“It looks like I've worn through the soles.”
You're putting on a pair of shoes. You notice that there's now a hole in the bottom of one of them. You say this to yourself.
It looks like I've worn through the soles.
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it looks like (clause)
When you've noticed something and want to point it out to people, you say "it looks like ___". For example, if you're waiting for some people to meet you but they're 15 minutes late, you can say:
It looks like they're not coming.
If you look outside on a rainy day and it's not raining anymore, you can say:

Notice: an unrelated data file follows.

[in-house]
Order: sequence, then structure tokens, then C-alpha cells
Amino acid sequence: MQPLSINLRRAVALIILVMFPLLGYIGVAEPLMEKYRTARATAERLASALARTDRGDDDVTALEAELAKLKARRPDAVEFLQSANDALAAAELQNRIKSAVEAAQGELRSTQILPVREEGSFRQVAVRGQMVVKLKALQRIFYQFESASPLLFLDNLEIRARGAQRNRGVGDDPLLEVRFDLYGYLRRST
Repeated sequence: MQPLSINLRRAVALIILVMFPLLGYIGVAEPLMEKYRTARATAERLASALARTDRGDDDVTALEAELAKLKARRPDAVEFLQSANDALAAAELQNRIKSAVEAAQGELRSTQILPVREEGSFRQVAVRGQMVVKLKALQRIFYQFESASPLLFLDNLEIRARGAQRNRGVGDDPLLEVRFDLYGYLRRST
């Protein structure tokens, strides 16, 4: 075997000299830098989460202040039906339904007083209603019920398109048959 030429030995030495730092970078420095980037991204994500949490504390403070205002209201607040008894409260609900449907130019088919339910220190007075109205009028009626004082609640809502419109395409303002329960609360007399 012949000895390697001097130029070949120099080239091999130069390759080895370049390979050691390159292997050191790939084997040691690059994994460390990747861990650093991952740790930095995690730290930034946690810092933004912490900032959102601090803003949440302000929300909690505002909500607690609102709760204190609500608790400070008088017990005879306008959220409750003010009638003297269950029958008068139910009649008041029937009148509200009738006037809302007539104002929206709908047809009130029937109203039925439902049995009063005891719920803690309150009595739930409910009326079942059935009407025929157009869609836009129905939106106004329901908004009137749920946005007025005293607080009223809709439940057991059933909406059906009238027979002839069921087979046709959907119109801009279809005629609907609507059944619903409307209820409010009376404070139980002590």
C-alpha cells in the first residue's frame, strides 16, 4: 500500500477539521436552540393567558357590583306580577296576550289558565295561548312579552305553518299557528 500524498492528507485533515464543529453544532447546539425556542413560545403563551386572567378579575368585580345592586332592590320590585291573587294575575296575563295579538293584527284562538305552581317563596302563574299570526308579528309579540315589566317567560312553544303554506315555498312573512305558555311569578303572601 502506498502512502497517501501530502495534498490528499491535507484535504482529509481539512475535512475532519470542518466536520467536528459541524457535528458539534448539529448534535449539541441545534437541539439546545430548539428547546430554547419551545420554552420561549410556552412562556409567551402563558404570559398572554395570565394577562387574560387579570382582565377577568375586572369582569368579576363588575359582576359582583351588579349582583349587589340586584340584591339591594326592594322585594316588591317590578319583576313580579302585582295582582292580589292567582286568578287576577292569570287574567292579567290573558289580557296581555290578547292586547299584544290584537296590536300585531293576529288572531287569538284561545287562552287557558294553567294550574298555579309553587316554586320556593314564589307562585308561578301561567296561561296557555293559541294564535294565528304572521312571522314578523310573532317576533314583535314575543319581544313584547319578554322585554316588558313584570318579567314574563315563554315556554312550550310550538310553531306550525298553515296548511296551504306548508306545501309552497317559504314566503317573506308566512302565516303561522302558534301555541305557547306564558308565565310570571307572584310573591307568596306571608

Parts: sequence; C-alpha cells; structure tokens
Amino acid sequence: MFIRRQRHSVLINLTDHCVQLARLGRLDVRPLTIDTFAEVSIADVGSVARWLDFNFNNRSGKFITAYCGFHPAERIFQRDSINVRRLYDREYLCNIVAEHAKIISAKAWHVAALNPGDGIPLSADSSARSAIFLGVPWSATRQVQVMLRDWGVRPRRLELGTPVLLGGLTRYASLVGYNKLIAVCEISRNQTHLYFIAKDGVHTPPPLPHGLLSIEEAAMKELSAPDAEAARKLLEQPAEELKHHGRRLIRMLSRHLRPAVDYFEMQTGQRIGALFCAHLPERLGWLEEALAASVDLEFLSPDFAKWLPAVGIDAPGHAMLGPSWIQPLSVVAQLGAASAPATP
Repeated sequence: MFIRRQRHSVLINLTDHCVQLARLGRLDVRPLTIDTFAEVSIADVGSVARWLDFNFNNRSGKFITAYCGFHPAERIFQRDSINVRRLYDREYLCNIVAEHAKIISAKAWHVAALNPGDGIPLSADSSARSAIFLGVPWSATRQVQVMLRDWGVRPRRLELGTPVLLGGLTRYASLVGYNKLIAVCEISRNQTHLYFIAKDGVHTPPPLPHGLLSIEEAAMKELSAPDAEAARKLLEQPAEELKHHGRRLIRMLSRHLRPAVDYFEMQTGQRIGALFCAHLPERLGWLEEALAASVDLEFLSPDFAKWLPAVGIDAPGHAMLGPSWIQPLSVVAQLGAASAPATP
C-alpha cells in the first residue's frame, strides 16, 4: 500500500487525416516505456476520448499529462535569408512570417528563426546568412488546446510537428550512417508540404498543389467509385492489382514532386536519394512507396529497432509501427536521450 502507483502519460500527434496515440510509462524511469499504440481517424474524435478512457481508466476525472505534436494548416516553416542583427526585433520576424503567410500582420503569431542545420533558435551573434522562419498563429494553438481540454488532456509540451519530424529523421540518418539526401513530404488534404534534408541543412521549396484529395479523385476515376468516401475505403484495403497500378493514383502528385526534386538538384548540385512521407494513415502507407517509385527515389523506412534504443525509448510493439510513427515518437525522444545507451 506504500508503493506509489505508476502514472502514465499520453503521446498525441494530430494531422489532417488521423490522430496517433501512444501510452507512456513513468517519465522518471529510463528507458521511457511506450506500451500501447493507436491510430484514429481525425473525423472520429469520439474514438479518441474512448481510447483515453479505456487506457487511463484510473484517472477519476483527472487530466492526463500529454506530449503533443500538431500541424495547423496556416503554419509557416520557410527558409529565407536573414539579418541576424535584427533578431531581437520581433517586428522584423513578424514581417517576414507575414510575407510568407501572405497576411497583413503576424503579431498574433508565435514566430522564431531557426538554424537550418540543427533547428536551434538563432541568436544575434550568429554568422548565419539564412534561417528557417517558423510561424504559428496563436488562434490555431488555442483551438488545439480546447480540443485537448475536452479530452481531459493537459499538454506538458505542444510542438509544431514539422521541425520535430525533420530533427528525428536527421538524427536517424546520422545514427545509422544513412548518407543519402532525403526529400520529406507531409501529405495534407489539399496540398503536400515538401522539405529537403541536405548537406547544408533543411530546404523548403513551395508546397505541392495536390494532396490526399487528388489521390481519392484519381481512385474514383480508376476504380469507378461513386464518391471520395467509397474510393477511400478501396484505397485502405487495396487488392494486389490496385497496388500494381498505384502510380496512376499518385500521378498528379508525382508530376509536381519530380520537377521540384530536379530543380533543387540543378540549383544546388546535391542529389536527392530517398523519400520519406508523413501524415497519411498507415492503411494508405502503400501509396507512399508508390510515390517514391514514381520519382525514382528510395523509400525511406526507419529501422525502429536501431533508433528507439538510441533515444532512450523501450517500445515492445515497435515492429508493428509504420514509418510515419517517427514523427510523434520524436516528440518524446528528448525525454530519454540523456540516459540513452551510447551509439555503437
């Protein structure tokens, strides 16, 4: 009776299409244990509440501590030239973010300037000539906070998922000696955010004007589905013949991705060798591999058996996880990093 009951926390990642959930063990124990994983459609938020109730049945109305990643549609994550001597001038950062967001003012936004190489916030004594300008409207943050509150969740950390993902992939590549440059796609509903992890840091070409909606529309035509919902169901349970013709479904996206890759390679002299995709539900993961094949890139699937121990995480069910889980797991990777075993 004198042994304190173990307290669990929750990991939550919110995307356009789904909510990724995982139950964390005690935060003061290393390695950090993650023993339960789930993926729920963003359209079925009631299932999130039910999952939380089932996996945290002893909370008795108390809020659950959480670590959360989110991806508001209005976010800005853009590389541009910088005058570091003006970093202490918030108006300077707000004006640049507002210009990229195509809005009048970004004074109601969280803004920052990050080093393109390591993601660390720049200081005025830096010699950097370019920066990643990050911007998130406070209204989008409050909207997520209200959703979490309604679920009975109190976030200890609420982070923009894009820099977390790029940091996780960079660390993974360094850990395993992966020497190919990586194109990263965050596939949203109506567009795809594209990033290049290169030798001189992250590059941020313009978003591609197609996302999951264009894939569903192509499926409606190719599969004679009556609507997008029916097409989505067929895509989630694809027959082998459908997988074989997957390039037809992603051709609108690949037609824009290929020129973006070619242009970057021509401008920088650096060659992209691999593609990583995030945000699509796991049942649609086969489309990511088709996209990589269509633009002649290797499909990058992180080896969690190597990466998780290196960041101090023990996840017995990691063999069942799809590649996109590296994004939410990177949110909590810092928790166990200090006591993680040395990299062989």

It looks like the rain has stopped.
In casual speech, you can leave the word "it" out at the beginning of the sentence.
wear through the sole (of a shoe)
When something gets "worn through", it gets thinner and thinner through use, until there's a hole in it.
You can use "wear through" in these ways:
- (someone) wears through (something)
I wear through shoes quickly.
- (something) wears through (something)
The heel of my boot wore through my sock.
- (somthing) is/gets worn through
It's already worn through.
Use "wear through" mostly to talk about clothes or the soles of a person's shoes. The "sole" is the bottom of the shoe, which touches the ground when you walk.